The first victims of the Addison plane crash in Texas have been named as a family of four. Brian and Ornella Ellard and their children, Alice and Dylan Maritato, were the first victims identified who died when the twin-engine plane slammed into a hangar on takeoff.
Online records show the Ellards with addresses nearby in Texas. Steve Thelen, managing director of JLL, and his wife, Gina Thelen, were also named as victims of the plane crash. On Facebook, Ornella Ellard, an interior designer, went by the name Ornella Maritato, and wrote that she is based in Plano, Texas. Her page contained photos of children doing artwork. Brian Ellard was from a ranching family and involved in the insurance industry. The two children were Ornella’s kids (ages 15 and 13), and Brian, 52, was their stepfather. Ornella posted this photo of Dylan for his 6th birthday in 2011:
An old profile once called Steve Thelen “king of the ‘burbs” for his ability to land deals. You can learn more about all of their lives later in this article.
A 7th victim identified was Matthew Palmer, 28, who was one of the pilots, according to the Dallas County medical examiner’s office and the New York Times. The 8th and 9th victims were named as John and Mary Titus, according to WTSP-TV. The 10th victim has not yet been identified.
Ten people died when the twin-engine King Air 350 plane crashed into a hangar after taking off on a trip to St. Petersburg Florida, official said in an evening news conference on June 30. There were no survivors. The NTSB released several photos from the scene. You can see them here.
“What we know at this point,” said Bruce Landsberg, vice chairman of the National Transportation Safety Board, in a press conference, on June 30. “There were two flight crew members, and there were eight passengers. We don’t have a lot of detail beyond that at this point.” The Addison Municipal Airport is located about 20 miles from Dallas, Texas.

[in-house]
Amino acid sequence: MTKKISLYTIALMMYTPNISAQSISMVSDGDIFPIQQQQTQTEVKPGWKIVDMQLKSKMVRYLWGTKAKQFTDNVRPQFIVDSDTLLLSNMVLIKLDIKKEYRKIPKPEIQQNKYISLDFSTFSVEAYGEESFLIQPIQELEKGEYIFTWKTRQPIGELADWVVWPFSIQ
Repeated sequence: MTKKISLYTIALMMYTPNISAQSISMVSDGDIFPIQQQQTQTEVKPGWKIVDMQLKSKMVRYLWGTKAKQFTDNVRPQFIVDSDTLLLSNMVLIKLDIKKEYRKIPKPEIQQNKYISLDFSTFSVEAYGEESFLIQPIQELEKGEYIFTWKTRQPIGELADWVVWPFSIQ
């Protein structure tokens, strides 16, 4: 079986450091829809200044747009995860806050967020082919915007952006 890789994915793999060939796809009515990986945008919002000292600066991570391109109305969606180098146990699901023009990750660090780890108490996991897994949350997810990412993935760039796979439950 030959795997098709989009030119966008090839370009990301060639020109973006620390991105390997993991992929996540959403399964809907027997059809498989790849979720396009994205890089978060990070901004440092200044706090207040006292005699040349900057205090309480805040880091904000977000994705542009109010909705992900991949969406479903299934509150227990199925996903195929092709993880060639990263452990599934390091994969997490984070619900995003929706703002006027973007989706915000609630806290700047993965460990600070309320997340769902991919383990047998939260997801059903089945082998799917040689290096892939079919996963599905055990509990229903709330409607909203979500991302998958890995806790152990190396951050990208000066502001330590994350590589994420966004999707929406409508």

“Information we have and the video that we saw was that the airplane was airborne,” Landsberg said. “So, the airplane had gotten airborne and then veered to the left of the runway, and then started to roll to the left. And it was in the process of rolling when it collided with the hangar.”
On July 1, Landsberg said authorities were analyzing the cockpit voice recorder, which was recovered, and said that the plane was owned by EE Operations, LLC. He also said that the communications with the control tower didn’t seem amiss, saying, “They acknowledged takeoff. We’re not aware of any further communications between the crew” and air traffic control.” He said the flight was a personal, not commercial, one. Witness David Snell told NBC News the plane didn’t “sound right” because it didn’t have the engine power he would expect for such a plane. It was “low” and “slow,” he said.
Photos and other tributes will be added to this post for each victim as they are named. The plane crash victims named so far are:
Brian & Ornella Ellard & Their Children, Alice & Dylan Maritato